Democratic presidential contender Barack Obama defended the right of his alma mater, Columbia University, to invite Iranian President Ahmadinejad to speak, but the Illinois senator also said that if were president of the university, he would not have made the same decision.
Obama, who received his bachelor's degree from Columbia in 1983, said, "It's not a choice I would have made, but we don't need to be fearful of the rantings of somebody like Ahmadinejad. All we need to do is just to know what our values and ideals are and be clear about what America stands for."
A fair share of criticism was directed at the Ivy League university -- from both sides of the aisle -- for the invitation it extended to the Iranian firebrand: Ahmadinejad has previously called the Holocaust "a myth" and said Israel should be "wiped off the map."
Obama said he would have denied Ahmadinejad the opportunity to speak at Columbia because he has "other forums" available to him in New York, including his address before the United Nations General Assembly.
Still, Obama continued to insist that as president, he would be willing to meet one-on-one with Ahmadinejad.
"Nothing's changed with respect to my belief that strong countries and strong presidents talk to their enemies and talk to their adversaries," Obama said. "Listening to the views, even of those whom we violently disagree with, that sends a signal to the world that we are going to turn the page on the failed diplomacy that the Bush administration has practiced for so long."
Others in the candidate pool wasted no time chiming in to react to Ahmadinejad's speech and invitation.
Ahmadinejad had already inflamed public opinion in the United States regarding this year's General Assembly meeting when he announced his intention to visit the site where the World Trade Center buildings collapsed Sept. 11, 2001.
His request was denied by the New York Police Department, a decision that New York's leading Democrat and Republican -- Sen. Hillary Clinton and Rudy Giuliani -- applauded.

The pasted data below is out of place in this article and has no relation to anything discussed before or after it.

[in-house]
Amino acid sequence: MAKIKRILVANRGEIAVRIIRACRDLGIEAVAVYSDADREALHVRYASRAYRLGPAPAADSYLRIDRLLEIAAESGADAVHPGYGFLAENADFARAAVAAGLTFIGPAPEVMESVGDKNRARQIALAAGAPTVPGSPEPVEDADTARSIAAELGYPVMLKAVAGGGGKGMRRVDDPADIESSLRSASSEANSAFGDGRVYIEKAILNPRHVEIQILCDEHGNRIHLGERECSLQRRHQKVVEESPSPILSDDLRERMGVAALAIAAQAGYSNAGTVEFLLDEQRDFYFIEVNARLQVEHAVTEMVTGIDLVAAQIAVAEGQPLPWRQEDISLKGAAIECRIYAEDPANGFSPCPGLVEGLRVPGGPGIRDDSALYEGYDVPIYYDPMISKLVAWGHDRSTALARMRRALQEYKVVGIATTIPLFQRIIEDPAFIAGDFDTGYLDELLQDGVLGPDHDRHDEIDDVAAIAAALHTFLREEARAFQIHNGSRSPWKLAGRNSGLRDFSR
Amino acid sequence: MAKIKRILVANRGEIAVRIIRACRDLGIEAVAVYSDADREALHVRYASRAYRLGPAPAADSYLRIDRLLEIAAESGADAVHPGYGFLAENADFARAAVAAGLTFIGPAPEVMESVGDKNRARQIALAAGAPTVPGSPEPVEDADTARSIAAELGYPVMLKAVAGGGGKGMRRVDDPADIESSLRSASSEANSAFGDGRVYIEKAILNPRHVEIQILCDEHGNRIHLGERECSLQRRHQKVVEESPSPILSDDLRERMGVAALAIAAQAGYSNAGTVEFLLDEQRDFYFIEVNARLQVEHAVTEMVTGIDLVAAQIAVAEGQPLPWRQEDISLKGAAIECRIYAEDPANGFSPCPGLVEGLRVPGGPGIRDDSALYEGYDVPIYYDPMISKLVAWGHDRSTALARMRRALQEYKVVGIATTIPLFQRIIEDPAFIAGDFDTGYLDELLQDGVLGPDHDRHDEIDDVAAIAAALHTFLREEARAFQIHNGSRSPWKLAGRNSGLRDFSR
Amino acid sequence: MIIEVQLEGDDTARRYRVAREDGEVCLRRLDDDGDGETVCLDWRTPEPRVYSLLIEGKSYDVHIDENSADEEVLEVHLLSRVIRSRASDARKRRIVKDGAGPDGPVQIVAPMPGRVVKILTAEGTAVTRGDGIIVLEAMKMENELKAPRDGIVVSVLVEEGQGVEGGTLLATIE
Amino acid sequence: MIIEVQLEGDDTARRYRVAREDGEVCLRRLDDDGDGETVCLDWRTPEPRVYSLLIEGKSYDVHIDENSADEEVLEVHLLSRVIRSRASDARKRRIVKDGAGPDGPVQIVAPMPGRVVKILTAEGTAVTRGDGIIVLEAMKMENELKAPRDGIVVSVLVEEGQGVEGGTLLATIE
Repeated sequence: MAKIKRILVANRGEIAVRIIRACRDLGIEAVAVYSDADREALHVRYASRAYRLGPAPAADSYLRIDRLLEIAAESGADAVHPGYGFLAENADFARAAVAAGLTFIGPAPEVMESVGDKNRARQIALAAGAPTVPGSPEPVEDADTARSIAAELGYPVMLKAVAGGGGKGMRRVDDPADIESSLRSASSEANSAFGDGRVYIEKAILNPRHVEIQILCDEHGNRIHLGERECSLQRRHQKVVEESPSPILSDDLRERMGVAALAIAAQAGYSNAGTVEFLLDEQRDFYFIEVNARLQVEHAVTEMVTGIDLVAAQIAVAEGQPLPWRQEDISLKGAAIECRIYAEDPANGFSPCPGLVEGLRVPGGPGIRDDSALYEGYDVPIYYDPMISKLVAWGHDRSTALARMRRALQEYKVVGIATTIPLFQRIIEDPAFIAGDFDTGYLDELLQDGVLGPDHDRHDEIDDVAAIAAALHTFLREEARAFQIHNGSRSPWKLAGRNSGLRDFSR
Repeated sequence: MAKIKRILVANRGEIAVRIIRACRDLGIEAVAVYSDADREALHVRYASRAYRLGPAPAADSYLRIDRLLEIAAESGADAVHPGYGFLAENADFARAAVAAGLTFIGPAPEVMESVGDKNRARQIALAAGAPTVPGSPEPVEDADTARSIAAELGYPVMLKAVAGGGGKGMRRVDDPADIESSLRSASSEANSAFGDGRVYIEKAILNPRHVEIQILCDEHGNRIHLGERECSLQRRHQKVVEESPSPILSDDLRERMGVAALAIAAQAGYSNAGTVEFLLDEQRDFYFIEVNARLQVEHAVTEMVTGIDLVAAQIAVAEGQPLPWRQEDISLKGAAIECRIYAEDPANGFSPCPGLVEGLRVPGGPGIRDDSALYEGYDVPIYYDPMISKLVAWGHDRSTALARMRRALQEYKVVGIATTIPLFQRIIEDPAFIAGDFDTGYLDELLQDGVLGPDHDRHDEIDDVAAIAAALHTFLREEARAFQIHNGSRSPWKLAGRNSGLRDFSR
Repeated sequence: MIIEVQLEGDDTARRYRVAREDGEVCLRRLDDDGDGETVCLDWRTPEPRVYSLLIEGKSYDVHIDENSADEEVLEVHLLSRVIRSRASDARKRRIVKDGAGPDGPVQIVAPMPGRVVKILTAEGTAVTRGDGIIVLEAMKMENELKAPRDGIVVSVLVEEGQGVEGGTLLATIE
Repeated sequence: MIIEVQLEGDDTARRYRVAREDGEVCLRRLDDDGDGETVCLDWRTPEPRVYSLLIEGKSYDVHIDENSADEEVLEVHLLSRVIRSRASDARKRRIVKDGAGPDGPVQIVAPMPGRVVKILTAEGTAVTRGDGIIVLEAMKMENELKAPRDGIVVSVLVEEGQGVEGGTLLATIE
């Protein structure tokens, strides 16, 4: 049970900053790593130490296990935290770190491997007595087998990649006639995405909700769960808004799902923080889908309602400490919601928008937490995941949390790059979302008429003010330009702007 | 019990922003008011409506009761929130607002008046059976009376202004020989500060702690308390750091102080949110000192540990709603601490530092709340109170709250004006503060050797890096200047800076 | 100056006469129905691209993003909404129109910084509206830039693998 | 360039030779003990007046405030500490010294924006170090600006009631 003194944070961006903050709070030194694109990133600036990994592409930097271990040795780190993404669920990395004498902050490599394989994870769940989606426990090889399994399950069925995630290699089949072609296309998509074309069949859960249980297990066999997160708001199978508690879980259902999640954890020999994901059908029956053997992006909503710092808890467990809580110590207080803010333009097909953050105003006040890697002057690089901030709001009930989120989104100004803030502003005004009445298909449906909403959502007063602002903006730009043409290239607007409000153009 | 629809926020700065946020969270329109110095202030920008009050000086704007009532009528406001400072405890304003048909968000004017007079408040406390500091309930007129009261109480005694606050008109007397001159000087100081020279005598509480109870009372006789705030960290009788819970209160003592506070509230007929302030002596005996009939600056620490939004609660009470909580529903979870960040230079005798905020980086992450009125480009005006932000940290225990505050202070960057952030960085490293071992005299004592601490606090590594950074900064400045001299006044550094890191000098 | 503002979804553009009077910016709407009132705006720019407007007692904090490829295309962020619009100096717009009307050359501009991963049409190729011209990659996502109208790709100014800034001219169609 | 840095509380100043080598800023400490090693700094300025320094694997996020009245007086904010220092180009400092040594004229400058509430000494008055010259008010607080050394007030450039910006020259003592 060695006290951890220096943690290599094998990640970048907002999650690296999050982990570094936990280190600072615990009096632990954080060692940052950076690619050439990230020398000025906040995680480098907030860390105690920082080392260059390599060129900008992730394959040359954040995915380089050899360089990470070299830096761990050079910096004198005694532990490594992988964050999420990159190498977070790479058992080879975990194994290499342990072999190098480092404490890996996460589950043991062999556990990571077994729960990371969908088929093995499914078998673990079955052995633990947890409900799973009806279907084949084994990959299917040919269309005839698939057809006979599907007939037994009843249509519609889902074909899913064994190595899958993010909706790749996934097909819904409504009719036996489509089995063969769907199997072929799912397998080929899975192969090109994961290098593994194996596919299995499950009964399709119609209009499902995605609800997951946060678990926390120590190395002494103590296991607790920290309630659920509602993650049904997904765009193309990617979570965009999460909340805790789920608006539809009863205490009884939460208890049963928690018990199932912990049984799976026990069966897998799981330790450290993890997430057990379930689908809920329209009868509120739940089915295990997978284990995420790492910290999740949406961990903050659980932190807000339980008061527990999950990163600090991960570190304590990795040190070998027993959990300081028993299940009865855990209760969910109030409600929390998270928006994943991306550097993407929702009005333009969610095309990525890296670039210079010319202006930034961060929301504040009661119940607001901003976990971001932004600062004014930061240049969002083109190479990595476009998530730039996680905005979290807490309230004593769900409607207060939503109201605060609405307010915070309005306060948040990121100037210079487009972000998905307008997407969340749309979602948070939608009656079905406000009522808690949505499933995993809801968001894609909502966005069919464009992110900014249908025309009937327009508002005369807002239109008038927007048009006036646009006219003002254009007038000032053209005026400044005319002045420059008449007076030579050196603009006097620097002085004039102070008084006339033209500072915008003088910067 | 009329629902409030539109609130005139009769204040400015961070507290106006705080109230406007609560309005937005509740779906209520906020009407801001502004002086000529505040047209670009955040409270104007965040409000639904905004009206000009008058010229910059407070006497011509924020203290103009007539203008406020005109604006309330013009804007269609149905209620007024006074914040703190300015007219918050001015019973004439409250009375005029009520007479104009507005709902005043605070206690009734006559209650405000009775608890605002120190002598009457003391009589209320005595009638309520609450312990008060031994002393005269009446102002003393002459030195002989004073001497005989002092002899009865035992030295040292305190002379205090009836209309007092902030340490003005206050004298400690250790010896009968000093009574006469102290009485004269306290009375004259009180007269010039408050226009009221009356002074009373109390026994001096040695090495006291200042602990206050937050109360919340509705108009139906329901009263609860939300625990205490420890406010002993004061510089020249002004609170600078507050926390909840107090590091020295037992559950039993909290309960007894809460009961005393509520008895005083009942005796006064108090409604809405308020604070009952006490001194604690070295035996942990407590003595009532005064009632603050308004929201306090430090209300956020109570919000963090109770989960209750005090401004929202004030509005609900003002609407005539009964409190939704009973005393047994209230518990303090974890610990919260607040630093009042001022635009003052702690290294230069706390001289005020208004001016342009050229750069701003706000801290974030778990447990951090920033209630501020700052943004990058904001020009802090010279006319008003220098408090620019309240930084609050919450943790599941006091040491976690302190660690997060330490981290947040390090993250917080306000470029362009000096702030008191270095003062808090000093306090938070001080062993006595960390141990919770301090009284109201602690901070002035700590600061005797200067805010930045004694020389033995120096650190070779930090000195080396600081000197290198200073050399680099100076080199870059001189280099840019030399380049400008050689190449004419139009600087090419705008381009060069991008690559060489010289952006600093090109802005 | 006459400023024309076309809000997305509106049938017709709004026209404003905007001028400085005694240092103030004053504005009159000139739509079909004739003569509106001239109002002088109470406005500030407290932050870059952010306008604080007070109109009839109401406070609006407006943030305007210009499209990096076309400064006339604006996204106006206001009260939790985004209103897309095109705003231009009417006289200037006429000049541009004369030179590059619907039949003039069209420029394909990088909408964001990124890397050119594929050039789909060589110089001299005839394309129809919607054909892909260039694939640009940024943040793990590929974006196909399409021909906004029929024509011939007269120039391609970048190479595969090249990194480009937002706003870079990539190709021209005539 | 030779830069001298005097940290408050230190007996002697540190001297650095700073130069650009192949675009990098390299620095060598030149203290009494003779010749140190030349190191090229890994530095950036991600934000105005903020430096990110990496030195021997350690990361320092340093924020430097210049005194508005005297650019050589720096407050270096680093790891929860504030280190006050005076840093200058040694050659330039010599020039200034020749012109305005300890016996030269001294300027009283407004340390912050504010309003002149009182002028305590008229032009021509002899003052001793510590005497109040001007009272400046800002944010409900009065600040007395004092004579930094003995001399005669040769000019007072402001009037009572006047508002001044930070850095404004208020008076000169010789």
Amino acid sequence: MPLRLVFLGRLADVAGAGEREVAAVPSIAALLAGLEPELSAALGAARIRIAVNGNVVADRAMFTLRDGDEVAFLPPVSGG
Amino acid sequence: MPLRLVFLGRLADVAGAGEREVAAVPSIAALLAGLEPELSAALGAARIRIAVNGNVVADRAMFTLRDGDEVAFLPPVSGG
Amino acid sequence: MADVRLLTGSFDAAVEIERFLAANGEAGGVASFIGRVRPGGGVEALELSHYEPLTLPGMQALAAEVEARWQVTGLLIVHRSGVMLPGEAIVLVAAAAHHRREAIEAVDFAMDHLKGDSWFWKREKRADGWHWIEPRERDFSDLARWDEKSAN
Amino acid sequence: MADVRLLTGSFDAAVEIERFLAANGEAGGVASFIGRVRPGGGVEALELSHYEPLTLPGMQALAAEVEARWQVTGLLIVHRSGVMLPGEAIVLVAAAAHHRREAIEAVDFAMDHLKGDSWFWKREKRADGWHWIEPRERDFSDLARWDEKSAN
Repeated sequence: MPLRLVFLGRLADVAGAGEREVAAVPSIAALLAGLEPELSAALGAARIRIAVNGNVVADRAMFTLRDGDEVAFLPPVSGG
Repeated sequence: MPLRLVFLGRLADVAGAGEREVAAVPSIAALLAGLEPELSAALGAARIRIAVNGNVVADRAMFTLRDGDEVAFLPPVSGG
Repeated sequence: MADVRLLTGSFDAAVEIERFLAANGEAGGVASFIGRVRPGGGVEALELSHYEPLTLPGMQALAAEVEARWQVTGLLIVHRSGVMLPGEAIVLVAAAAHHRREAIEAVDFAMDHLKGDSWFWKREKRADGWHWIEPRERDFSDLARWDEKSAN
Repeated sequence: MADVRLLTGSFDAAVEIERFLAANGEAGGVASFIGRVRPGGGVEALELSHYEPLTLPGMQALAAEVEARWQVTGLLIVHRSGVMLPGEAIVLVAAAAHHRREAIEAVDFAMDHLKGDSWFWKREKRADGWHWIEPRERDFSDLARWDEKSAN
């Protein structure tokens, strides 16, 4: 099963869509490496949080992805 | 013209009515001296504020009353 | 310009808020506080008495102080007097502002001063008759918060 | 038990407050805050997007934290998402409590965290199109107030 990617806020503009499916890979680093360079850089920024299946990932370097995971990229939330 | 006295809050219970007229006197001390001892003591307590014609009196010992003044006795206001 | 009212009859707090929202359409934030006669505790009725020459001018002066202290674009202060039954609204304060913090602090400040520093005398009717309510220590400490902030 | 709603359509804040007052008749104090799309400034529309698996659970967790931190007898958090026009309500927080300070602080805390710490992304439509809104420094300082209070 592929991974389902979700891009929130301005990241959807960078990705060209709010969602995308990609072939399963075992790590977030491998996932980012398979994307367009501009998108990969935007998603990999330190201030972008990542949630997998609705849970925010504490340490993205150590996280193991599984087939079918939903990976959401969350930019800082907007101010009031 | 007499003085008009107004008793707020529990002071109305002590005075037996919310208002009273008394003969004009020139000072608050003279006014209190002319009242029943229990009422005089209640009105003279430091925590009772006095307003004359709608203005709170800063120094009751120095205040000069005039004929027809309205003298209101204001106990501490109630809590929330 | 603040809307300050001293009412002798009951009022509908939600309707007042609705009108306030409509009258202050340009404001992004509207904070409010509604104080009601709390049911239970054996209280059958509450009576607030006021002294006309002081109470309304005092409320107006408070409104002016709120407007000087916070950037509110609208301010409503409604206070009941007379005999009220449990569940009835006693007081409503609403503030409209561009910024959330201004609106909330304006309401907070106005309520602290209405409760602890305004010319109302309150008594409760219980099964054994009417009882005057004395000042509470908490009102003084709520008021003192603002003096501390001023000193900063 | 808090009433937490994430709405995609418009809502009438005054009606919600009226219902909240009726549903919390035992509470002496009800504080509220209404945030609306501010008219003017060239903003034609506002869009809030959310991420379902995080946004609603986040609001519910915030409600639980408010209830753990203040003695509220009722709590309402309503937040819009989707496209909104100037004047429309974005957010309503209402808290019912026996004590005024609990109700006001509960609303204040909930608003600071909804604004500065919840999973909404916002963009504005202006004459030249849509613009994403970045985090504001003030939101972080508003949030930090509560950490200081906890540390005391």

In a statement last week, Clinton said, ""It is unacceptable for Iranian President Ahmadinejad, who refuses to renounce and end his own country's support of terrorism, to visit the site of the deadliest terrorist attack on American soil in our nation's history."
Republican front-runner and former New York City Mayor Giuliani echoed that sentiment and said, "Under no circumstances should the NYPD or any other American authority assist President Ahmadinejad in visiting ground zero."
Today in Maine, Giuliani weighed in on Columbia's decision asking Ahmadinejad to speak "highly inappropriate."
Elsewhere in the GOP, both former Gov. Mitt Romney and former Sen. Fred Thompson blasted Columbia University for inviting Ahmadinejad and stated that, as president, both would have denied Ahmadinejad entry to the United States.
According to the U.N. Headquarters Agreement of 1947, the U.S. "shall not impose any impediments to transit," obligating the United States to allow representatives of U.N. members, or those invited on "official business," to visit the U.N. However, the government may bar entry based on national security grounds. but would have to provide specific allegations for banning Ahmadinejad.